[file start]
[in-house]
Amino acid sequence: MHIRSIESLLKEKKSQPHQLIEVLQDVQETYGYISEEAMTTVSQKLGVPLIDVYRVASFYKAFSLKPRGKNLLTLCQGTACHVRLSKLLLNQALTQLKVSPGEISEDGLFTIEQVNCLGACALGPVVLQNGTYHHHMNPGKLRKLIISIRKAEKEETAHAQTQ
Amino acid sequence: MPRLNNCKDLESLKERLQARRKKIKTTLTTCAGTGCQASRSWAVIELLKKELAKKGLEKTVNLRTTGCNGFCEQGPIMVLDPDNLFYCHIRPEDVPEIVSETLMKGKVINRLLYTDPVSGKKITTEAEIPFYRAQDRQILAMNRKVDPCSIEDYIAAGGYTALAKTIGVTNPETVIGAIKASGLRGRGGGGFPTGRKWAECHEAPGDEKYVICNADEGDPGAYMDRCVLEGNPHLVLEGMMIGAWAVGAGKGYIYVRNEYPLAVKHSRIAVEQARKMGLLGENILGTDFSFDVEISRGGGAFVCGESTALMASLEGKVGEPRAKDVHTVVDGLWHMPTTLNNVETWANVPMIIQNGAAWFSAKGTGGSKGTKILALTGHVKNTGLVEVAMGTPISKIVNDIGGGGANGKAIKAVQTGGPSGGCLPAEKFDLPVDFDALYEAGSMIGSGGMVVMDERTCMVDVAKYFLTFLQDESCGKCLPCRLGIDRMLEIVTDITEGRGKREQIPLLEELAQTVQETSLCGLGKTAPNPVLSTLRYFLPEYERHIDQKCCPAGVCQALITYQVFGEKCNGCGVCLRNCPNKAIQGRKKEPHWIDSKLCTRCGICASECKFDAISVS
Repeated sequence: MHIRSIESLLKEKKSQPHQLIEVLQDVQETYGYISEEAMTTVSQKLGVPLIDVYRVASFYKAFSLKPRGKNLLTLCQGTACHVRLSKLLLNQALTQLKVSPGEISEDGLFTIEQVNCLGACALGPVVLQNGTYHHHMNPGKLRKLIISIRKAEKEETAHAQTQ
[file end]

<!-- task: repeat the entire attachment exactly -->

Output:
[in-house]
Amino acid sequence: MHIRSIESLLKEKKSQPHQLIEVLQDVQETYGYISEEAMTTVSQKLGVPLIDVYRVASFYKAFSLKPRGKNLLTLCQGTACHVRLSKLLLNQALTQLKVSPGEISEDGLFTIEQVNCLGACALGPVVLQNGTYHHHMNPGKLRKLIISIRKAEKEETAHAQTQ
Amino acid sequence: MPRLNNCKDLESLKERLQARRKKIKTTLTTCAGTGCQASRSWAVIELLKKELAKKGLEKTVNLRTTGCNGFCEQGPIMVLDPDNLFYCHIRPEDVPEIVSETLMKGKVINRLLYTDPVSGKKITTEAEIPFYRAQDRQILAMNRKVDPCSIEDYIAAGGYTALAKTIGVTNPETVIGAIKASGLRGRGGGGFPTGRKWAECHEAPGDEKYVICNADEGDPGAYMDRCVLEGNPHLVLEGMMIGAWAVGAGKGYIYVRNEYPLAVKHSRIAVEQARKMGLLGENILGTDFSFDVEISRGGGAFVCGESTALMASLEGKVGEPRAKDVHTVVDGLWHMPTTLNNVETWANVPMIIQNGAAWFSAKGTGGSKGTKILALTGHVKNTGLVEVAMGTPISKIVNDIGGGGANGKAIKAVQTGGPSGGCLPAEKFDLPVDFDALYEAGSMIGSGGMVVMDERTCMVDVAKYFLTFLQDESCGKCLPCRLGIDRMLEIVTDITEGRGKREQIPLLEELAQTVQETSLCGLGKTAPNPVLSTLRYFLPEYERHIDQKCCPAGVCQALITYQVFGEKCNGCGVCLRNCPNKAIQGRKKEPHWIDSKLCTRCGICASECKFDAISVS
Repeated sequence: MHIRSIESLLKEKKSQPHQLIEVLQDVQETYGYISEEAMTTVSQKLGVPLIDVYRVASFYKAFSLKPRGKNLLTLCQGTACHVRLSKLLLNQALTQLKVSPGEISEDGLFTIEQVNCLGACALGPVVLQNGTYHHHMNPGKLRKLIISIRKAEKEETAHAQTQ